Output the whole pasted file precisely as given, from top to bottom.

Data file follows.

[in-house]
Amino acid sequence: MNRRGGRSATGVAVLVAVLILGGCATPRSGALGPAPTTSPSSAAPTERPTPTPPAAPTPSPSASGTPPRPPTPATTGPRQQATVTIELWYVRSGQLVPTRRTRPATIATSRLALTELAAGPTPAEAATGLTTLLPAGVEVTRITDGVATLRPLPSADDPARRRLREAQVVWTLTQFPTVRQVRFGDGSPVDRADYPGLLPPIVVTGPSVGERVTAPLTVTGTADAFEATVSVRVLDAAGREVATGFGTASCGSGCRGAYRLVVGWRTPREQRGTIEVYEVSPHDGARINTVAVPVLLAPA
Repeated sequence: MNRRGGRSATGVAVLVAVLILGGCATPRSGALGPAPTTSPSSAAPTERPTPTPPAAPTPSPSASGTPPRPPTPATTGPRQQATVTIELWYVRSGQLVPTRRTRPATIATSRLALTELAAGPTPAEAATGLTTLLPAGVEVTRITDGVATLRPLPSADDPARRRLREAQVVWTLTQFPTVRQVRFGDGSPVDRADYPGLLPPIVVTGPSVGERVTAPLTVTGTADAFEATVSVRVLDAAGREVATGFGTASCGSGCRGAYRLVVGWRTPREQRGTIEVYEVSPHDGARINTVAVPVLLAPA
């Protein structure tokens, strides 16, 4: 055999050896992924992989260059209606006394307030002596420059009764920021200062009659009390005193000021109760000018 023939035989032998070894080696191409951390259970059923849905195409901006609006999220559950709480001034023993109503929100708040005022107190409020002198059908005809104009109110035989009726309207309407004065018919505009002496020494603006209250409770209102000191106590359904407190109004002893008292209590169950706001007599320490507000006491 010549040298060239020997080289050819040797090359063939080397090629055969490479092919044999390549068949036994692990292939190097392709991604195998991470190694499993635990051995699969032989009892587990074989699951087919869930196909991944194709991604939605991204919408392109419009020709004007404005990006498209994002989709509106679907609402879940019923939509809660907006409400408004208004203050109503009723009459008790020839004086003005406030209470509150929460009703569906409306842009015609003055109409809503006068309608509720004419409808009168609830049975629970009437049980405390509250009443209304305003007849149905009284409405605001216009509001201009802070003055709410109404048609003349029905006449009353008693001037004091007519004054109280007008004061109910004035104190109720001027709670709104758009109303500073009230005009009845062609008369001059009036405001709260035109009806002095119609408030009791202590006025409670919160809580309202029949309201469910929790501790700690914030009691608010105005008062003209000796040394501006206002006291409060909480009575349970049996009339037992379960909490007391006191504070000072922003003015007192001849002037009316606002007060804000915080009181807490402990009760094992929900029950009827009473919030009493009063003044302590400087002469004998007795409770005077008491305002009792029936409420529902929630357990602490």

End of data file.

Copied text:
[in-house]
Amino acid sequence: MNRRGGRSATGVAVLVAVLILGGCATPRSGALGPAPTTSPSSAAPTERPTPTPPAAPTPSPSASGTPPRPPTPATTGPRQQATVTIELWYVRSGQLVPTRRTRPATIATSRLALTELAAGPTPAEAATGLTTLLPAGVEVTRITDGVATLRPLPSADDPARRRLREAQVVWTLTQFPTVRQVRFGDGSPVDRADYPGLLPPIVVTGPSVGERVTAPLTVTGTADAFEATVSVRVLDAAGREVATGFGTASCGSGCRGAYRLVVGWRTPREQRGTIEVYEVSPHDGARINTVAVPVLLAPA
Repeated sequence: MNRRGGRSATGVAVLVAVLILGGCATPRSGALGPAPTTSPSSAAPTERPTPTPPAAPTPSPSASGTPPRPPTPATTGPRQQATVTIELWYVRSGQLVPTRRTRPATIATSRLALTELAAGPTPAEAATGLTTLLPAGVEVTRITDGVATLRPLPSADDPARRRLREAQVVWTLTQFPTVRQVRFGDGSPVDRADYPGLLPPIVVTGPSVGERVTAPLTVTGTADAFEATVSVRVLDAAGREVATGFGTASCGSGCRGAYRLVVGWRTPREQRGTIEVYEVSPHDGARINTVAVPVLLAPA
């Protein structure tokens, strides 16, 4: 055999050896992924992989260059209606006394307030002596420059009764920021200062009659009390005193000021109760000018 023939035989032998070894080696191409951390259970059923849905195409901006609006999220559950709480001034023993109503929100708040005022107190409020002198059908005809104009109110035989009726309207309407004065018919505009002496020494603006209250409770209102000191106590359904407190109004002893008292209590169950706001007599320490507000006491 010549040298060239020997080289050819040797090359063939080397090629055969490479092919044999390549068949036994692990292939190097392709991604195998991470190694499993635990051995699969032989009892587990074989699951087919869930196909991944194709991604939605991204919408392109419009020709004007404005990006498209994002989709509106679907609402879940019923939509809660907006409400408004208004203050109503009723009459008790020839004086003005406030209470509150929460009703569906409306842009015609003055109409809503006068309608509720004419409808009168609830049975629970009437049980405390509250009443209304305003007849149905009284409405605001216009509001201009802070003055709410109404048609003349029905006449009353008693001037004091007519004054109280007008004061109910004035104190109720001027709670709104758009109303500073009230005009009845062609008369001059009036405001709260035109009806002095119609408030009791202590006025409670919160809580309202029949309201469910929790501790700690914030009691608010105005008062003209000796040394501006206002006291409060909480009575349970049996009339037992379960909490007391006191504070000072922003003015007192001849002037009316606002007060804000915080009181807490402990009760094992929900029950009827009473919030009493009063003044302590400087002469004998007795409770005077008491305002009792029936409420529902929630357990602490």